In the end, it’s far better to make the client happy, give them what they want and hope for return business. And, maybe, in the long run, sneak some good design work into whatever else they bring you.
For the sake of argument, what would you do with something like an optometry logo if you had your way? Or, if you prefer, can you point to some optometry logos you would consider a design success?
While not strictly optometry, RayBan seems like they have avoided any of that thing. Polaroid as well.
If it makes you feel any better, when it came time to design my logo I pretty much ended up with something that had little to do with my initial thoughts and was pretty much entirely driven by the designer.
I was really happy with the process and learned that I should talk more about what it was I wanted to present and less about what I wanted it to look like and that they had a great handle on how to do their job.
Maybe make the logo an eyechart?
That would probably end up on a logos from hell page somewhere.
“Alright, let´s see … I want to be taken seriously, I am after all an important person, but I also want people to recognize immediately how creative I am. So which font to choose? Let´s have a look in the pre-installed library. Arial? No, that´s too bland, and if there´s one thing I ain´t, it´s bland.” scroll scroll “How about this one, Avant Garde? I mean the name alone expresses perfectly the identity of the special, beautiful snowflake that is me. And HOLY SHIT, it looks BE-AU-TI-FUL! I can´t believe I found such a perfect and unique font choice for my company after only looking through the sytem font library for five minutes, I really might be a genius. I can just picture myself, answering my business partner´s question for my new logo with an amiable smile, confidently stating: “The font is called Avant Garde. I made the logo myself.” Excited! Almost creaming my pants right now! Impeccable taste! If I just knew photoshop I wouldn´t even have to pay some low life designer to implement my ideas when I can do such a perfect job myself.”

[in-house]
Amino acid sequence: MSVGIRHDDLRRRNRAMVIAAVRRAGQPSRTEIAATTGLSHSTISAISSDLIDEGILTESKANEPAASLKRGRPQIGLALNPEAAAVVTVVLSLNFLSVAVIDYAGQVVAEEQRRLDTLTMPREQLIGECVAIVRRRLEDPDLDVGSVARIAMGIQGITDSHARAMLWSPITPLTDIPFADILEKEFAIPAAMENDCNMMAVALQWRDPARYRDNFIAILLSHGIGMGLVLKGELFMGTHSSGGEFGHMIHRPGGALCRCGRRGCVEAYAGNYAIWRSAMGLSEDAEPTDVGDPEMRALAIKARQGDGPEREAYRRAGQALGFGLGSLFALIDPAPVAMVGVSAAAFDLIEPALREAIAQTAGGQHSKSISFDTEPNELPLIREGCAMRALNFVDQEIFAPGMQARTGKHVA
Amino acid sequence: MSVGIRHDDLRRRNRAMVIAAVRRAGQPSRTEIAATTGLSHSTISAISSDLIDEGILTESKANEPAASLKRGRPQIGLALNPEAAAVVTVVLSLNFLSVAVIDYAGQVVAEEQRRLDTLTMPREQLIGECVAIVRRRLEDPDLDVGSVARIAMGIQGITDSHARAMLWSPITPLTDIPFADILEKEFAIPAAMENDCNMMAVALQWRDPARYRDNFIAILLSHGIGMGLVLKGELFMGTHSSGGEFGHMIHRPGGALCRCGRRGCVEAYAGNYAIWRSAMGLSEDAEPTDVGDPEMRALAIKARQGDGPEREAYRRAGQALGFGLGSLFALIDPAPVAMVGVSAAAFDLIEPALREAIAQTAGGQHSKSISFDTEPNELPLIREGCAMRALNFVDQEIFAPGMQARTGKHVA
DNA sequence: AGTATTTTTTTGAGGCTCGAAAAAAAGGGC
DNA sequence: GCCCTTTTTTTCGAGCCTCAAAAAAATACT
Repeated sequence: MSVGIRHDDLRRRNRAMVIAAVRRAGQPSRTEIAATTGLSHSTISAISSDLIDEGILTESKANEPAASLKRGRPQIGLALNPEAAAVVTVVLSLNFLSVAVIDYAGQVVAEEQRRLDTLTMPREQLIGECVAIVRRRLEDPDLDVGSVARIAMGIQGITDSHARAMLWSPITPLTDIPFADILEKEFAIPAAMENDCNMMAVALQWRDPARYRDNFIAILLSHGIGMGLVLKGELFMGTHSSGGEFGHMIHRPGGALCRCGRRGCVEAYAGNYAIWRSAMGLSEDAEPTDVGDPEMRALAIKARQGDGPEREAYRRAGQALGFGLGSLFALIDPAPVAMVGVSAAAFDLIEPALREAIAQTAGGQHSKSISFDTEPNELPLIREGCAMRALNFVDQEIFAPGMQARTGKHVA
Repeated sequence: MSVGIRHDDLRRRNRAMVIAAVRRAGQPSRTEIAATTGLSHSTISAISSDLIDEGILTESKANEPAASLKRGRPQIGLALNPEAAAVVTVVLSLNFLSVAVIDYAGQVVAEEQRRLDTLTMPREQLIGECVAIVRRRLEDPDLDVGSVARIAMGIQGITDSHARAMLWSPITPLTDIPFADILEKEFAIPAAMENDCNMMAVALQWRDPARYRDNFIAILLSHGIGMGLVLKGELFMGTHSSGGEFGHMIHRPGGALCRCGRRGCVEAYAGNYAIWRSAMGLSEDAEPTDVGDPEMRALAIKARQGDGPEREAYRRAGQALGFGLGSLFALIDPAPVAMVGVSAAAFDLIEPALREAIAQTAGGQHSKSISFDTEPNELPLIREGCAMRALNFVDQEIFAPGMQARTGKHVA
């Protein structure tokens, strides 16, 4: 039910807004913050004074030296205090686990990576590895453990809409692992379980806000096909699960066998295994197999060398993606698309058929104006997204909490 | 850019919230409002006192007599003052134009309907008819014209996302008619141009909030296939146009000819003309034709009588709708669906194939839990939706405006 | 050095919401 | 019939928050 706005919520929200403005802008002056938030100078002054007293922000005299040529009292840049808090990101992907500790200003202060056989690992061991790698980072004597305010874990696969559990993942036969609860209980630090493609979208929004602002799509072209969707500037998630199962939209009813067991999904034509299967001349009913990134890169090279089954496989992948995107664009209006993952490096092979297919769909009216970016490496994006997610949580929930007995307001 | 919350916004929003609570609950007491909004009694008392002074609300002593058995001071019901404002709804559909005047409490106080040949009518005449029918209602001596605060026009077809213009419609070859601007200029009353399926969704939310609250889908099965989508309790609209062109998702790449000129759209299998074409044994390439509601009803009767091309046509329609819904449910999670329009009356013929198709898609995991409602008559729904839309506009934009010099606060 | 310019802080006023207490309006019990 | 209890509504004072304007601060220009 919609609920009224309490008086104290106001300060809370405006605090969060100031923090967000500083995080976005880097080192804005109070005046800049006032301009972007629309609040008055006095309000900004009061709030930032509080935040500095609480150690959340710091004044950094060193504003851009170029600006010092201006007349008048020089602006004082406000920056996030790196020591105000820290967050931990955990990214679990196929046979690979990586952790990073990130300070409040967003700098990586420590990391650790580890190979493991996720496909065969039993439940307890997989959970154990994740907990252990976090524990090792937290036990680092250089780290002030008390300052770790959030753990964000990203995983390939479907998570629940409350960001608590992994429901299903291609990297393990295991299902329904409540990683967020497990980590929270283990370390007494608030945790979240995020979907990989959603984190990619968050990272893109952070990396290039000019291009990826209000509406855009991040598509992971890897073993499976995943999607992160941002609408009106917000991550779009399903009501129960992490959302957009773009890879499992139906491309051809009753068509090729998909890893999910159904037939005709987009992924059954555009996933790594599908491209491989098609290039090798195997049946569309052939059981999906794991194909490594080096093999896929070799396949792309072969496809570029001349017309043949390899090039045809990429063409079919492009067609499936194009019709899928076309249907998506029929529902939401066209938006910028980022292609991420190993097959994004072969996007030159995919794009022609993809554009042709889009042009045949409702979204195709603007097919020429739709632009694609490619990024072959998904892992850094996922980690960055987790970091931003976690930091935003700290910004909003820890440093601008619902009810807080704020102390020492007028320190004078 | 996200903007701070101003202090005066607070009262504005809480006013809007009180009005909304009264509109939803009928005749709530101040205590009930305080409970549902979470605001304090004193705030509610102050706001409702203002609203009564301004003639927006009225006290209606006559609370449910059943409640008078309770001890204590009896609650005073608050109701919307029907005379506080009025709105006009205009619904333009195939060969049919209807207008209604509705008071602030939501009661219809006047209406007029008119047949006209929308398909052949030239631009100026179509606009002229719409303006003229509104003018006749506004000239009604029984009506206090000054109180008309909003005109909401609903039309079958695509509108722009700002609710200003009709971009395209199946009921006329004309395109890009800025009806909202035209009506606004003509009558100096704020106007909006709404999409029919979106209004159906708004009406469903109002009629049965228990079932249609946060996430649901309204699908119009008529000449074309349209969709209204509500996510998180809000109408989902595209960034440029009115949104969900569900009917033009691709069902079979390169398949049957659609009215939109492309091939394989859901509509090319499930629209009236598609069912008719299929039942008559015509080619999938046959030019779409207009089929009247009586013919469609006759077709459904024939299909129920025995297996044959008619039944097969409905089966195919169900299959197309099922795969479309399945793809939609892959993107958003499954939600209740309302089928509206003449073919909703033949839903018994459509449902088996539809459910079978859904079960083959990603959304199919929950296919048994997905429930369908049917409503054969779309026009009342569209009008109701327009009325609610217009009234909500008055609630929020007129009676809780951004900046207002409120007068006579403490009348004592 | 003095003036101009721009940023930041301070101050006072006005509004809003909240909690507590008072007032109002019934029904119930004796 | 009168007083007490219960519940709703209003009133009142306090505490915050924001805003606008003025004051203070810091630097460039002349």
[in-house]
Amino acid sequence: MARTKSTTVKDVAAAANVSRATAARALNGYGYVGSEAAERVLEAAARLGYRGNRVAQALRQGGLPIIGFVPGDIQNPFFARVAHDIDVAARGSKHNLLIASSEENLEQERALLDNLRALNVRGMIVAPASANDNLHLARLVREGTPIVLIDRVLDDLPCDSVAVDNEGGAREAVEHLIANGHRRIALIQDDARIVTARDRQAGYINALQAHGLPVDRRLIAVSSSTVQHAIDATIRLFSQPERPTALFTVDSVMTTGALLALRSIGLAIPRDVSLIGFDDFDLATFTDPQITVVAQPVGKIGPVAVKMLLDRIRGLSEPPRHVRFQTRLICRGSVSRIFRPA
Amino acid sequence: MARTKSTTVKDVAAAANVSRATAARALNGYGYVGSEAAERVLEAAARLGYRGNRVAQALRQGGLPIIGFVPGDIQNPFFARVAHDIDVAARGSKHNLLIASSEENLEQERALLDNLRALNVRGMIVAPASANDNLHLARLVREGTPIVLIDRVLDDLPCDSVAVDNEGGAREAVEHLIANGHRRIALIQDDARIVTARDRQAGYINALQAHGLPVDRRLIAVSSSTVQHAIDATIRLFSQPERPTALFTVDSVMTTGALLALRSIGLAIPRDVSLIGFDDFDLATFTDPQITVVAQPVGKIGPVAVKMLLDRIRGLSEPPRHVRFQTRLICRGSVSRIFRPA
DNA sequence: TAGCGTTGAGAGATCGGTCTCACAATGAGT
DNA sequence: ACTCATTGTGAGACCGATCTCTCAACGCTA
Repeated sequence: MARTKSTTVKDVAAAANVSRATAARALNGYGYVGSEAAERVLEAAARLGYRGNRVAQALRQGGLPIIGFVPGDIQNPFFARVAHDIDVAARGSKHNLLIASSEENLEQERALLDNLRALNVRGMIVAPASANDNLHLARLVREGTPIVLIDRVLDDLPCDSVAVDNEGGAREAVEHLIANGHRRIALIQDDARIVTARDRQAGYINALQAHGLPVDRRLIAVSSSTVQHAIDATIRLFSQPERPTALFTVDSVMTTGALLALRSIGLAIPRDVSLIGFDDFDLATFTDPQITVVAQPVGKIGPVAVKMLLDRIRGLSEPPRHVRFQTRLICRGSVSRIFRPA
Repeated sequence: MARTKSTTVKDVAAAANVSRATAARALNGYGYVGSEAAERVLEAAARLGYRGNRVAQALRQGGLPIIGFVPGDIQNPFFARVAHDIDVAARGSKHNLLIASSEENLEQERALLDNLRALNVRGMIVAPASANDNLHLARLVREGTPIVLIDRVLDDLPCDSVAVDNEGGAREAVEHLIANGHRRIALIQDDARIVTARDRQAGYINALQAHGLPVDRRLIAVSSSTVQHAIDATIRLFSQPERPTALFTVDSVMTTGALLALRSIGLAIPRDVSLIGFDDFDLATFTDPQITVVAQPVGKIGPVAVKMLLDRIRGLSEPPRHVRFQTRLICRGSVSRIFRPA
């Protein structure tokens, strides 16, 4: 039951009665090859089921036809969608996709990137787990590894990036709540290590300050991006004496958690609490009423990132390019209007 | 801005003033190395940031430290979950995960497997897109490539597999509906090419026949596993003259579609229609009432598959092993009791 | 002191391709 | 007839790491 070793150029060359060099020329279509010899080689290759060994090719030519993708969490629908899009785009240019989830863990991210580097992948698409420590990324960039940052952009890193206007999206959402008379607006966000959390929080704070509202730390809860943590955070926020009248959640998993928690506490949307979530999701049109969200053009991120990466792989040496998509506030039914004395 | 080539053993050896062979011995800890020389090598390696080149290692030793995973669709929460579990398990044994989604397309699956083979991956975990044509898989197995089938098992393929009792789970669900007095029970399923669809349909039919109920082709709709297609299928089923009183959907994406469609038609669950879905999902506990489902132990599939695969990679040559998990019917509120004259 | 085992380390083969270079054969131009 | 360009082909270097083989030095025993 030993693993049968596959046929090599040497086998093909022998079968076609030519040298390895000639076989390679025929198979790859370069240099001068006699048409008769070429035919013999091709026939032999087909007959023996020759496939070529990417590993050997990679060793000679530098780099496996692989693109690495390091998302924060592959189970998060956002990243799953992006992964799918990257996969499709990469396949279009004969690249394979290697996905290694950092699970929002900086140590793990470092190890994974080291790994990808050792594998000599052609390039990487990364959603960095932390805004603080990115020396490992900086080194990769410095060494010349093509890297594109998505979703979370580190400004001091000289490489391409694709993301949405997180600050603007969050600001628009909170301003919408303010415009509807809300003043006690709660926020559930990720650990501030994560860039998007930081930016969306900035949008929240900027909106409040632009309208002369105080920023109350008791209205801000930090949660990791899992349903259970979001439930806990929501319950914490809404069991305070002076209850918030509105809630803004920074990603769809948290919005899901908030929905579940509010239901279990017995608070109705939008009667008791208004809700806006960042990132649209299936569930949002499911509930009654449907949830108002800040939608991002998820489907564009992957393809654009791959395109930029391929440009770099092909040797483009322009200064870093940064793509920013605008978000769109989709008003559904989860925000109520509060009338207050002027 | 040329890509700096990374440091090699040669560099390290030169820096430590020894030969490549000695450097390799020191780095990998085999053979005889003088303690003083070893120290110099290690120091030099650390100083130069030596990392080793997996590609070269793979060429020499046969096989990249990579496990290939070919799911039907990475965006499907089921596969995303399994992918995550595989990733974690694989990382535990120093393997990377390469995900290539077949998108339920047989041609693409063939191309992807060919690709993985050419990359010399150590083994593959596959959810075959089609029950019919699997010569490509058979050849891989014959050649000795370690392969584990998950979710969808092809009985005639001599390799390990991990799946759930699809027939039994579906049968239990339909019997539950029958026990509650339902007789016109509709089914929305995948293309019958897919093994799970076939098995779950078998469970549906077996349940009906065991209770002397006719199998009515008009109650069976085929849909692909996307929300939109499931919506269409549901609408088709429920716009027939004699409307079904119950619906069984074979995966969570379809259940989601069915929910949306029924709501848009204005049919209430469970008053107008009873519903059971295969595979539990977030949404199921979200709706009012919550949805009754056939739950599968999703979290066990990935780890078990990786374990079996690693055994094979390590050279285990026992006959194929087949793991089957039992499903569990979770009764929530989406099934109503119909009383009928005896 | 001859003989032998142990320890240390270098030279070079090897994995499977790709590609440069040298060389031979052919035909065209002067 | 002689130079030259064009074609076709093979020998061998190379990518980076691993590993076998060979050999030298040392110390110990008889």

I’m not really clear on what makes e.g. the rooflines bad designs. Or, really, I’m not sure why “ORIGINALITY” is such an all-important virtue in logo design. Sure, you don’t want something that will be confused with another logo in your market, but odds are excellent that none of those three dozen or so realtors/builders/whatever are in the same city. I can imagine that a trained graphic designer might look at something and think “ugh, I’ve seen that so many times,” but most people don’t have a good reason to be that aware of logos. If it looks fresh and unique to the client, and to the client’s customers, what’s the problem?
Had to laugh when I read when I read this. Once I discovered a client had done their own logo revisions some years later, due to business name change, sprucing up a perfectly serviceable logo by switching the wordmark’s typeface to—wait for it—Comic Sans.
I have thousands of types on my computer, but I use 3 or 4 most of the time, SO YOU CAN READ IT.
Do away with tiny copy.